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 Post subject: Re: Remove Apologetics?
PostPosted: Sat Jul 18, 2015 9:38 pm 
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So you're saying someone could win an apologetics round by arguing against something like biblical inerrancy? :P

Judges don't want to hear competitors' opinions, they want to hear competitors' argue for the judges' opinions

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 Post subject: Re: Remove Apologetics?
PostPosted: Sat Jul 18, 2015 9:56 pm 
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Some parents [which ones?] seem to believe that Apologetics is the only redeeming event because it is the only explicitly religious one. LocutusofBorg and Db8r_from_Dixie, how would you respond?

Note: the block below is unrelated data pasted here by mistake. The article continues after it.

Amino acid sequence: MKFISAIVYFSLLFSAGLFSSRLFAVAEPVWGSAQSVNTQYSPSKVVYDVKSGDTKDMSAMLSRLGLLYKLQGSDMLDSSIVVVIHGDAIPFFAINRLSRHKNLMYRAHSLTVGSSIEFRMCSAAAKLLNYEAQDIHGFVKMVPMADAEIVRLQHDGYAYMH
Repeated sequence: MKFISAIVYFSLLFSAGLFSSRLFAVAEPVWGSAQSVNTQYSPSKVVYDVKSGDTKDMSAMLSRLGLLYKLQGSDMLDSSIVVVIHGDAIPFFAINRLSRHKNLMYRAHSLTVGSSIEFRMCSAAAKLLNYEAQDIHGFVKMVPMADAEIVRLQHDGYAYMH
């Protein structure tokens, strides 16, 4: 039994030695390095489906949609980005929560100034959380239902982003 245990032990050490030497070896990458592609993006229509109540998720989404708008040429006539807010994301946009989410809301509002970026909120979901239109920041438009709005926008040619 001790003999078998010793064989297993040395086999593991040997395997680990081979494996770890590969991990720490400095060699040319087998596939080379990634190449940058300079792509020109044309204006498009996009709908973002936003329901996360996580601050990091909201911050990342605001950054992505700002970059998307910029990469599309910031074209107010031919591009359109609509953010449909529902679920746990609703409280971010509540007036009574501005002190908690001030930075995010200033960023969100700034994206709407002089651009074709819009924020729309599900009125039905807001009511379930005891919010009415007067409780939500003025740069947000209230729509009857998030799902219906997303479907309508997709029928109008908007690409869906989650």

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 Post subject: Re: Remove Apologetics?
PostPosted: Sat Jul 18, 2015 10:21 pm 
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Mr Glasses wrote:
Some parents [which ones?] seem to believe that Apologetics is the only redeeming event because it is the only explicitly religious one. LocutusofBorg and Db8r_from_Dixie, how would you respond?

I'd ask them if they thought C.S. Lewis was a good theologian and apologist. Then, after they answer in the affirmative, I'd tell them to read "Learning in War Time" (one of the addresses in The Weight of Glory).

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 Post subject: Re: Remove Apologetics?
PostPosted: Sat Jul 18, 2015 10:26 pm 
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Db8r_from_Dixie wrote:
So you're saying someone could win an apologetics round by arguing against something like biblical inerrancy? :P

Judges don't want to hear competitors' opinions, they want to hear competitors' argue for the judges' opinions